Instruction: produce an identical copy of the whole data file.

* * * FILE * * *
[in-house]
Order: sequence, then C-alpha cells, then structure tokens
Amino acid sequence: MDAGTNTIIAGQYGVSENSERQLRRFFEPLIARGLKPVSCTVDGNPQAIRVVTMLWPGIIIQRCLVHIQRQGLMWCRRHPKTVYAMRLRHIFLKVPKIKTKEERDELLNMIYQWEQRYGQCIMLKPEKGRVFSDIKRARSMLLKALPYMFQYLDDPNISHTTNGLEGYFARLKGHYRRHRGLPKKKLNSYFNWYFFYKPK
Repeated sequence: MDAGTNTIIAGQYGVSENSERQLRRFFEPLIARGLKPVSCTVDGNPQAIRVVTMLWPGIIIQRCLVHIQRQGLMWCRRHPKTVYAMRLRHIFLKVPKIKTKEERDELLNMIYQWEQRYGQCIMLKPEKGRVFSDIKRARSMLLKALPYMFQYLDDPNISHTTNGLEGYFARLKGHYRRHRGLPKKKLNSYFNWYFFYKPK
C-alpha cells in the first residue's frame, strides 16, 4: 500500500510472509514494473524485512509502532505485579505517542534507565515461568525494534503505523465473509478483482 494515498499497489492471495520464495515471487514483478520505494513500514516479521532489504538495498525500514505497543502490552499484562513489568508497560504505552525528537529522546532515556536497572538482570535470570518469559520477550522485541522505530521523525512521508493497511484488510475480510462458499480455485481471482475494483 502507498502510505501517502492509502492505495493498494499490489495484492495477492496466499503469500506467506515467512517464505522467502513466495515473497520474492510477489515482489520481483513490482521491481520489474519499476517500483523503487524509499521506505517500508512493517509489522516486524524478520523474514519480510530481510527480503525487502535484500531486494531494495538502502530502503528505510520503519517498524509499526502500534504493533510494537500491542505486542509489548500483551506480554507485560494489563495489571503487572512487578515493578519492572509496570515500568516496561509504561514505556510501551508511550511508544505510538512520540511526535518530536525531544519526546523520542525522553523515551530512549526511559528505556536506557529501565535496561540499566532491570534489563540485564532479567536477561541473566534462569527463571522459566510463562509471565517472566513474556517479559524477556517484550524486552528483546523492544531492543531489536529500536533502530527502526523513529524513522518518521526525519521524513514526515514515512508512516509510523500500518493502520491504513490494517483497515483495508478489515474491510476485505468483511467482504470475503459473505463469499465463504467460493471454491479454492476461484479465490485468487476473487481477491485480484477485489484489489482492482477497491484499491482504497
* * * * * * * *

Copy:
[in-house]
Order: sequence, then C-alpha cells, then structure tokens
Amino acid sequence: MDAGTNTIIAGQYGVSENSERQLRRFFEPLIARGLKPVSCTVDGNPQAIRVVTMLWPGIIIQRCLVHIQRQGLMWCRRHPKTVYAMRLRHIFLKVPKIKTKEERDELLNMIYQWEQRYGQCIMLKPEKGRVFSDIKRARSMLLKALPYMFQYLDDPNISHTTNGLEGYFARLKGHYRRHRGLPKKKLNSYFNWYFFYKPK
Repeated sequence: MDAGTNTIIAGQYGVSENSERQLRRFFEPLIARGLKPVSCTVDGNPQAIRVVTMLWPGIIIQRCLVHIQRQGLMWCRRHPKTVYAMRLRHIFLKVPKIKTKEERDELLNMIYQWEQRYGQCIMLKPEKGRVFSDIKRARSMLLKALPYMFQYLDDPNISHTTNGLEGYFARLKGHYRRHRGLPKKKLNSYFNWYFFYKPK
C-alpha cells in the first residue's frame, strides 16, 4: 500500500510472509514494473524485512509502532505485579505517542534507565515461568525494534503505523465473509478483482 494515498499497489492471495520464495515471487514483478520505494513500514516479521532489504538495498525500514505497543502490552499484562513489568508497560504505552525528537529522546532515556536497572538482570535470570518469559520477550522485541522505530521523525512521508493497511484488510475480510462458499480455485481471482475494483 502507498502510505501517502492509502492505495493498494499490489495484492495477492496466499503469500506467506515467512517464505522467502513466495515473497520474492510477489515482489520481483513490482521491481520489474519499476517500483523503487524509499521506505517500508512493517509489522516486524524478520523474514519480510530481510527480503525487502535484500531486494531494495538502502530502503528505510520503519517498524509499526502500534504493533510494537500491542505486542509489548500483551506480554507485560494489563495489571503487572512487578515493578519492572509496570515500568516496561509504561514505556510501551508511550511508544505510538512520540511526535518530536525531544519526546523520542525522553523515551530512549526511559528505556536506557529501565535496561540499566532491570534489563540485564532479567536477561541473566534462569527463571522459566510463562509471565517472566513474556517479559524477556517484550524486552528483546523492544531492543531489536529500536533502530527502526523513529524513522518518521526525519521524513514526515514515512508512516509510523500500518493502520491504513490494517483497515483495508478489515474491510476485505468483511467482504470475503459473505463469499465463504467460493471454491479454492476461484479465490485468487476473487481477491485480484477485489484489489482492482477497491484499491482504497